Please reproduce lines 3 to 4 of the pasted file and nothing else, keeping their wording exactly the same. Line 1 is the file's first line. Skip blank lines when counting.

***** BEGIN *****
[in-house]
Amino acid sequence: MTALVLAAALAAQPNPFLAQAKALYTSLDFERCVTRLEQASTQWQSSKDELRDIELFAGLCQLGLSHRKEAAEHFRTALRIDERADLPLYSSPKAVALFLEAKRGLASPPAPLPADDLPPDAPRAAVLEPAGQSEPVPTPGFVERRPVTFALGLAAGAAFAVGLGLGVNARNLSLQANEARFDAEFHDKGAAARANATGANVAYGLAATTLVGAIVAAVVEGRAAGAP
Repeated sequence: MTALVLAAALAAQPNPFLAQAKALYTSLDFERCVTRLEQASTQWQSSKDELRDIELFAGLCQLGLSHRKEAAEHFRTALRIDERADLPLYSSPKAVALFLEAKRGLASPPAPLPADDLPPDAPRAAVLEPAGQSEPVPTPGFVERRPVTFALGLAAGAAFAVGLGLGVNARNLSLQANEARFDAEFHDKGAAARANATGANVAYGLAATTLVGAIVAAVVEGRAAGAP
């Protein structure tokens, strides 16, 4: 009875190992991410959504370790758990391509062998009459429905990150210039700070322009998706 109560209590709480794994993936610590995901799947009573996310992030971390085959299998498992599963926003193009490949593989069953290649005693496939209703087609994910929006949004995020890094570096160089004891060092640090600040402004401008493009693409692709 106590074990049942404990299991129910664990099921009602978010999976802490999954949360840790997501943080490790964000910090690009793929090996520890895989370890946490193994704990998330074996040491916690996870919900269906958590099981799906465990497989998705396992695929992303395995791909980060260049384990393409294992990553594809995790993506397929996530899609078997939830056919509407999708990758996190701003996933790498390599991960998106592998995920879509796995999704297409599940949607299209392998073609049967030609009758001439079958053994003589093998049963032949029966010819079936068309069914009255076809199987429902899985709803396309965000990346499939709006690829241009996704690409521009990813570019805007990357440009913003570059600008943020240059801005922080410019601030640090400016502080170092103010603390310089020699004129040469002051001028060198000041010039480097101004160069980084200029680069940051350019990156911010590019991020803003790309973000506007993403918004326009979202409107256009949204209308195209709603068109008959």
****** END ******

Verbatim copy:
Repeated sequence: MTALVLAAALAAQPNPFLAQAKALYTSLDFERCVTRLEQASTQWQSSKDELRDIELFAGLCQLGLSHRKEAAEHFRTALRIDERADLPLYSSPKAVALFLEAKRGLASPPAPLPADDLPPDAPRAAVLEPAGQSEPVPTPGFVERRPVTFALGLAAGAAFAVGLGLGVNARNLSLQANEARFDAEFHDKGAAARANATGANVAYGLAATTLVGAIVAAVVEGRAAGAP
């Protein structure tokens, strides 16, 4: 009875190992991410959504370790758990391509062998009459429905990150210039700070322009998706 109560209590709480794994993936610590995901799947009573996310992030971390085959299998498992599963926003193009490949593989069953290649005693496939209703087609994910929006949004995020890094570096160089004891060092640090600040402004401008493009693409692709 106590074990049942404990299991129910664990099921009602978010999976802490999954949360840790997501943080490790964000910090690009793929090996520890895989370890946490193994704990998330074996040491916690996870919900269906958590099981799906465990497989998705396992695929992303395995791909980060260049384990393409294992990553594809995790993506397929996530899609078997939830056919509407999708990758996190701003996933790498390599991960998106592998995920879509796995999704297409599940949607299209392998073609049967030609009758001439079958053994003589093998049963032949029966010819079936068309069914009255076809199987429902899985709803396309965000990346499939709006690829241009996704690409521009990813570019805007990357440009913003570059600008943020240059801005922080410019601030640090400016502080170092103010603390310089020699004129040469002051001028060198000041010039480097101004160069980084200029680069940051350019990156911010590019991020803003790309973000506007993403918004326009979202409107256009949204209308195209709603068109008959």